In a recent NY Times Sunday Book Review, Jhumpa Lahiri was asked the question:
“What immigrant fiction has been the most important to you, both personally and as an inspiration for your own writing?”
This was her answer:
“I don’t know what to make of the term ‘immigrant fiction.’ Writers have always tended to write about the worlds they come from. And it just so happens that many writers originate from different parts of the world than the ones they end up living in, either by choice or by necessity or by circumstance, and therefore, write about those experiences. If certain books are to be termed immigrant fiction, what do we call the rest? Native fiction? Puritan fiction? This distinction doesn’t agree with me. Given the history of the United States, all American fiction could be classified as immigrant fiction. Hawthorne writes about immigrants. So does Willa Cather. From the beginnings of literature, poets and writers have based their narratives on crossing borders, on wandering, on exile, on encounters beyond the familiar. The stranger is an archetype in epic poetry, in novels. The tension between alienation and assimilation has always been a basic theme.”
Quite frankly, I was surprised the NY Times asked Jhumpa Lahiri that question. I suppose when I think about it more deeply, it could be a very reasonable question. After all, Lahiri is Indian-American and writes a lot about the immigrant experience. Perhaps Lahiri’s response resonated with me because I too am a child of immigrants and have heard countless family immigrant stories in my life. My father is from Japan, which is often depicted as exotic and strange, and my mother is also an immigrant. But because she came to the States from Germany and is as white as can be with blond hair and blue-eyes, her appearance and story was never considered quite as “exotic.” As a product of both those personal narratives, I was often told I was the prototypical American, my parents paying their dues in American society—as did all the generations of Americans before—and, therefore, I was a true product of the American story. Don’t get me wrong. Being bi-racial, I knew I was unique. I knew I was not accepted in all social circles. But overall, I never questioned whether my story was un-American.
Therefore, I understood why Lahiri deflected the interviewer’s question that pointed out the distinctions of certain literary works and labeled them as “other.” The very act of categorizing or distinguishing her work from other American stories isolated and marginalized them, placing them in a “minority” bin. Whether it was meant to or not, it stamped an “us” and “them” label on stories and experiences, which is disheartening. As one who has grown up and lived here, pursued an education and a career, fell in love and got married, I find such labels create a signal that my experience, or that of my parents, is somehow illegitimate. It places emphasis on dissimilarities instead of on the common struggles we all face in our communities, or in our own hearts, to find acceptance and belonging—to be at home. No one wants to be considered a stranger in the very land she was raised.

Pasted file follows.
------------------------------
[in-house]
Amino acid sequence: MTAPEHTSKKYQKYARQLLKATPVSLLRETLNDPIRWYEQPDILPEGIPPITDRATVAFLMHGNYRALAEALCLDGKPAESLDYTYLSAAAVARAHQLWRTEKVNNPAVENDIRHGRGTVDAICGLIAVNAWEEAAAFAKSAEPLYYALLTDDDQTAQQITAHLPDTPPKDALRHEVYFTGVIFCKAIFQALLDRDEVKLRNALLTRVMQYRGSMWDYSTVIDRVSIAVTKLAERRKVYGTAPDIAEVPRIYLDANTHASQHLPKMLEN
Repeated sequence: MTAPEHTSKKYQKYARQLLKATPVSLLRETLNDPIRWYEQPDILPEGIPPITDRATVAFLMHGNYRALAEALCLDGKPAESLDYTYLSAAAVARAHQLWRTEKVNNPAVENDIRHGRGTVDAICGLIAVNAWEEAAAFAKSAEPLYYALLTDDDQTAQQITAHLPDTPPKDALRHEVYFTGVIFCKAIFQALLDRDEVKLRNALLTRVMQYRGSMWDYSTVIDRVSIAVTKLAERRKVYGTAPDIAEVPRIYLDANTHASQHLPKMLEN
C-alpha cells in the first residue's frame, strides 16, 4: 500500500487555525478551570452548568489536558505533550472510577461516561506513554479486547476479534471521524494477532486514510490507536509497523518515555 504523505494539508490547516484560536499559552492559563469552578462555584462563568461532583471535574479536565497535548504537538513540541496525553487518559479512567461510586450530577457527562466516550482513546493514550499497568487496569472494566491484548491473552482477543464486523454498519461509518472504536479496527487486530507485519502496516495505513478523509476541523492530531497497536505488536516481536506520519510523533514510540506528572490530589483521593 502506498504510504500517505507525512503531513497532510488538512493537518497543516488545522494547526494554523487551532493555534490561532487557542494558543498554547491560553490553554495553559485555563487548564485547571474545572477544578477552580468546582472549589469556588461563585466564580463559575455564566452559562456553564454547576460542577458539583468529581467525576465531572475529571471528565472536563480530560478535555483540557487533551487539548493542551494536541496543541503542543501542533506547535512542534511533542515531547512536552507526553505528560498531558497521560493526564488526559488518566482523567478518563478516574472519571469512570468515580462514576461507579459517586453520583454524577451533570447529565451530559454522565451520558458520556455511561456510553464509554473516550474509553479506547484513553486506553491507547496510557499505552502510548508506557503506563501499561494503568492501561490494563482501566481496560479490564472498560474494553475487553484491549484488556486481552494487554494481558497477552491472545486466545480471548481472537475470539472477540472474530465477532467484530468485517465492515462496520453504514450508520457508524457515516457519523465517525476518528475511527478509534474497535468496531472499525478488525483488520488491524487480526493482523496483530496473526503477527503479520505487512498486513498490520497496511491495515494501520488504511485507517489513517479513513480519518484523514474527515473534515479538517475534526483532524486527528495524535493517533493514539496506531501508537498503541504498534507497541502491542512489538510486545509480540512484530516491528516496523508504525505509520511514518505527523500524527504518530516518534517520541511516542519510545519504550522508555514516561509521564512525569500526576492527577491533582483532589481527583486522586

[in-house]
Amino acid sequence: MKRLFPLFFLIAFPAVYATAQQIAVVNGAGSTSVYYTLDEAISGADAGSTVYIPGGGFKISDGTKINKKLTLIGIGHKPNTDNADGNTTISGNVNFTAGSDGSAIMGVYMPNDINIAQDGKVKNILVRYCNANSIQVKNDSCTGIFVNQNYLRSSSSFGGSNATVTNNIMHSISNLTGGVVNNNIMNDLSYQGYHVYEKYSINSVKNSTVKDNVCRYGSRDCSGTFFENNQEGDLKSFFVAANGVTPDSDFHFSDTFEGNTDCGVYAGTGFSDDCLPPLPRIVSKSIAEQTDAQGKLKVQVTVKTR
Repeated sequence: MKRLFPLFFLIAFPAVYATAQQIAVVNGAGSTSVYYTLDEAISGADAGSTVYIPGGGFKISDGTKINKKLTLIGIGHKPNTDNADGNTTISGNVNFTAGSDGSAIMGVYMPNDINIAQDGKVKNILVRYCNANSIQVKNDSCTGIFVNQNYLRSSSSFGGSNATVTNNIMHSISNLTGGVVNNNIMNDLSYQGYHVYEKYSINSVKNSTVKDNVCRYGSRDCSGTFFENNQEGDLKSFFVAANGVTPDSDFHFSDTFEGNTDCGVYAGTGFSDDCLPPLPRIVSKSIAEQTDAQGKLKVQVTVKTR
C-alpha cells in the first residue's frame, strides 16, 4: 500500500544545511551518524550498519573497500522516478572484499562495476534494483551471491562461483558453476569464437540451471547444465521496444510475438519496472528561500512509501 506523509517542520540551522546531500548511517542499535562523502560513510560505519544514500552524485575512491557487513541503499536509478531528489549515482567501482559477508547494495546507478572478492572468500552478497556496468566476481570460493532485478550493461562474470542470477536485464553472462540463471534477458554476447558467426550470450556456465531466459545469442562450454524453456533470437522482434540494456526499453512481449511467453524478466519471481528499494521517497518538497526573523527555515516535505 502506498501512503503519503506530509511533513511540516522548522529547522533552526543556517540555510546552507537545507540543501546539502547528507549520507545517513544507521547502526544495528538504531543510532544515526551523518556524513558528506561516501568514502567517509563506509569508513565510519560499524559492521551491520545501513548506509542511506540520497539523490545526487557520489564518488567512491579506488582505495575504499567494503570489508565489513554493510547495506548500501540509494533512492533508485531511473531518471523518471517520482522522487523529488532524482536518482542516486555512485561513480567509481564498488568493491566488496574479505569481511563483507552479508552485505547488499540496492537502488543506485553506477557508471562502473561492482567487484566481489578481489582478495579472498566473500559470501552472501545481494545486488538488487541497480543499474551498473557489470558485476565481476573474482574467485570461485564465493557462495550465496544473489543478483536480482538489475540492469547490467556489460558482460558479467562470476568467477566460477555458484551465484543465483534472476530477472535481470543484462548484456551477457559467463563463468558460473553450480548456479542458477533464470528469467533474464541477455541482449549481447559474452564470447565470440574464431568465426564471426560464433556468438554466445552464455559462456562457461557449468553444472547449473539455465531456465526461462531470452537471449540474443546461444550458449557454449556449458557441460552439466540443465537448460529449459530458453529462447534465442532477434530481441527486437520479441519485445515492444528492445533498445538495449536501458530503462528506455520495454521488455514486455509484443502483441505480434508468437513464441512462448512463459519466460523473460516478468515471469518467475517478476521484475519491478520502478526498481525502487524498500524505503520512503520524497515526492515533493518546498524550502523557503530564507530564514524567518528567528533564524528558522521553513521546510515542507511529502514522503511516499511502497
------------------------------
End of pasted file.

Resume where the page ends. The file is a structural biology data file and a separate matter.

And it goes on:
Another layer to this is what it means for Christian community. Maybe because I was always extra-sensitive to these issues of “the other” or “the outsider,” I paid close attention to those scriptural passages that addressed the stranger, the alien, and the foreigner. There are many. In fact, many key figures in Israel’s history are of foreigners playing crucial roles in fulfilling the promises of God. For instance, Caleb the Kenizzite was grafted into the tribe of Judah; a couple of the judges, such as Othniel and Shamgar, presided over the Israelites in the Promised Land; and of course, the well-known Ruth, the Moabite, who is also listed in Jesus’ genealogy in Matthew 1. Such examples are not just exceptions, but serious and legitimate claims enfolded into Israel’s history, which is bolstered by the countless times God commands the Israelites to welcome the stranger, such as in Leviticus 19:33:
“When a foreigner resides among you in your land, do not mistreat them. The foreigner residing among you must be treated as your native-born. Love them as yourself, for you were foreigners in Egypt. I am the Lord your God.”
This clearly paints a picture of inclusion and expansion, another image of fruitfulness and bounty, welcoming and gathering, enfolding others into a common community and history, and not one of exclusion and isolation.
As well, the Gospels depict the ultimate example of a complete other: Christ, who came to earth as a stranger. Our very Christian identity includes the reality that we were once strangers and foreigners to God, but because of Christ, we are now grafted into the greater story of salvation history. In light of that gospel truth, there is no “other” category now. In humility we acknowledge that we are all the same.
Similarly, I suppose that’s how I would like to envisage my American experience. I want to be identified as included in the culture, not plucked out as an example of something exotic or an exception. In one way or another, whether in an actual immigrant experience or a spiritual one, we’ve all traveled the same road, once being alien, but now considered a legitimate part of the story. There’s no need to pluck some out and put up labels. It’s a collective “we,” not an “us” and “them.” Until we can all own it together, we’ll remain estranged citizens.